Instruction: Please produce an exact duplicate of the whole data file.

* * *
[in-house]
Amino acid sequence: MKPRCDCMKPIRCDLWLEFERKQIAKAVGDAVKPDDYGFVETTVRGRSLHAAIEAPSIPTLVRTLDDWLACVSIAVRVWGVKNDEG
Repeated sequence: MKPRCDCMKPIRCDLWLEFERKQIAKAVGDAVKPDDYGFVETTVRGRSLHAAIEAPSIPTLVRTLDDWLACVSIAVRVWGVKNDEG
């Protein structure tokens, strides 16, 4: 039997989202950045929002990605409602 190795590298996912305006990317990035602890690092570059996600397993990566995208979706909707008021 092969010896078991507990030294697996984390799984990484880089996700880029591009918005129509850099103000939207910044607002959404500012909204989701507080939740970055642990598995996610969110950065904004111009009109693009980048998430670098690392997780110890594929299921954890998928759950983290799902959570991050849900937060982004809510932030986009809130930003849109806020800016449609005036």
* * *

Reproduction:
[in-house]
Amino acid sequence: MKPRCDCMKPIRCDLWLEFERKQIAKAVGDAVKPDDYGFVETTVRGRSLHAAIEAPSIPTLVRTLDDWLACVSIAVRVWGVKNDEG
Repeated sequence: MKPRCDCMKPIRCDLWLEFERKQIAKAVGDAVKPDDYGFVETTVRGRSLHAAIEAPSIPTLVRTLDDWLACVSIAVRVWGVKNDEG
């Protein structure tokens, strides 16, 4: 039997989202950045929002990605409602 190795590298996912305006990317990035602890690092570059996600397993990566995208979706909707008021 092969010896078991507990030294697996984390799984990484880089996700880029591009918005129509850099103000939207910044607002959404500012909204989701507080939740970055642990598995996610969110950065904004111009009109693009980048998430670098690392997780110890594929299921954890998928759950983290799902959570991050849900937060982004809510932030986009809130930003849109806020800016449609005036």